Due to cold fingers and exhaustion, very little knitting got done. I had planned for a light weight knitting project---lace trim. Size 2 bamboo needles and a little ball of cotton string. What I didn't plan for was a hike that was way above me fitness level.
I ventured out into the North Cascades by myself for 3 days. The first day was the most difficult. I went 8 miles in, mostly uphill. The second day I left my pack at my campsite and hiked up to Copper Ridge Lookout. On the 3rd day I hiked out which took 4 1/2 hours but was mostly downhill.
This hike was so exhausting that once I stopped moving all I could do was lay down.
Heading out for a backpacking trip on the rugged Washington State coast I grabbed my lightest spindle to bring along. My husband and I hike in about 6 miles heading north from Rialto Beach near La Push. By nightfall we were isolated by the high tide and locked in to our camping spot. Our tent nestled up against the cliff on one side and was about 10 feet away from the lapping waves on the other side. I had brought some natural tan merino and some natural black-gray alpaca. My idea was to spin some "sand-colored" yarn. I spun in little flecks of black and gray, giving the tan wool an appearance of sand. Being that I was so tired from hiking over boulders and giant old-growth driftwood I didn't have much energy to spin. But at the same time I loved having a little down-time with my craft. I'm thrilled to combine my two favorite pastimes: fiber arts and hiking!
The chaos of moving into the fix-er upper has really limited me from dying and spinning. This week I had a some time to start a new project. I had so much fun knitting an Icelandic pattern last year I decided to make another sweater. I had left over Alafosslopi yarn, 6 skeins of light gray and a skein or 2 of a couple other colors. Being that I wanted new colors for the new sweater I decided to over-dye some of the yarn. The light gray and blue colored yarn at the top of the photo is what I started with. I used some acid dyes I had laying around. Now I'm excited to get on with the knitting.
After spending the last several years focusing on lace weight and plied yarn I wanted to make something lumpy and bulky. I took some Shetland fleece that I washed with the Dirty Rotten Bastard wool shampoo and gently opened up the locks with hand carders. Then I spun a slubby single with my own version of a long draw. It was so fun and quick! After soaking and drying under just a little tension, I started making a stocking cap.
I was sold! I ordered a bottle of wool shampoo "Scour the Scoundrel" and a bottle of "Wash it Dye" from Namaste Farms. This woman is from a family of shampoo makers so she hired the scientist to help her with a wool wash. It cleans the wool without using so much water. I've always been bothered by the amount of water it takes to clean a fleece so I was intrigued by the prospect of using less. I also like the way she said that you can handle fleece---something I already knew---how to handle, yet not agitate the fiber. When I'm washing I get my hands in there yet I never felt my fleece. With wool shampoo you need to squish it into the fiber the way you get shampoo in your hair. It's all very different than the traditional way of scouring a fleece. You have to be open-minded.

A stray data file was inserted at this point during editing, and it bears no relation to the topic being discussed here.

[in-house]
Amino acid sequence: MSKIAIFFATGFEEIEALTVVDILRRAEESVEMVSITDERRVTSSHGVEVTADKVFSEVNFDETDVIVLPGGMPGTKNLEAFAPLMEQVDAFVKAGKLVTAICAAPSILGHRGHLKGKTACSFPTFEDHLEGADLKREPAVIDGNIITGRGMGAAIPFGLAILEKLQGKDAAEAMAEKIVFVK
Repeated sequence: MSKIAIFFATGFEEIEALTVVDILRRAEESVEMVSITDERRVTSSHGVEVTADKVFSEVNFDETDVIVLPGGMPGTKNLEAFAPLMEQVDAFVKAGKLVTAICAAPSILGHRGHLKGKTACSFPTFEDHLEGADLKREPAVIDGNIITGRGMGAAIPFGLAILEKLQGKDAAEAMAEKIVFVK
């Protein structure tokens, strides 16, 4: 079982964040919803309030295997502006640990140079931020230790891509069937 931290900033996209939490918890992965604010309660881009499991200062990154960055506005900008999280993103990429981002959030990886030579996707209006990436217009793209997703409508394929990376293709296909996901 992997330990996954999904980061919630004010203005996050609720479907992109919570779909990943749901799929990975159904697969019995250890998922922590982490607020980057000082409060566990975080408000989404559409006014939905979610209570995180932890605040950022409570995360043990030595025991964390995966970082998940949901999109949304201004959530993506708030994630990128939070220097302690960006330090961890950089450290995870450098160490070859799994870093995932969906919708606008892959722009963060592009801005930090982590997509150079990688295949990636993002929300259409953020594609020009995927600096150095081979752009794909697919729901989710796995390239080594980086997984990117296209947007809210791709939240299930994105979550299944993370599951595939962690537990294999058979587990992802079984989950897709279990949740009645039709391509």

I had the perfect fleece to put it to the test! In October of 2011 I wrote a blog post called Stinky Finian. Why on earth did I keep the nastiest smelling Shetland fleece in the world? I guess I kept it for this experiment---okay wool shampoo, work your magic!
The white wool in the photo above is Stinky Finian. The other 2 are Shetlands that don't smell so bad. I used the Wash It Dye on Stinky Finian and then I dyed with some Acid Dyes I had laying around. Then I washed it one more time with the wool shampoo and now it's drying on a towel.
It worked! The nasty smell is gone. The first time I tried to scour this fleece I used very hot water and Dawn. I did soak after soak and couldn't get the smell out. I even simmered it in a dye bath---heat was not helping. This time I used very little water---a little to wet the wool and squish the shampoo in, the water for the dye pot, then a bucket of water for the rinse. The water was not particularly hot, just as hot as my hands could handle. Can you tell that I'm completely amazed?
Just as the Yarnspinner's Tale podcast recommends, I too recommend watching the youtube video since this is so very different from the traditional way to scour wool.
Hallelujah! I'm finally settling in. I hate moving. I never want to move again. I want to live the rest of my life in this house. This whole moving and remodeling thing has really got in the way of my fiber art. However, there should be a big pay-off in the end---my very own craft room. First we have to construct the basement apartment for my daughter, then she has to move out of my "craft room". In the mean time I have a nice area in the living room to put my spinning wheel. I just finished the alpaca I bought last summer on Whidbey Island.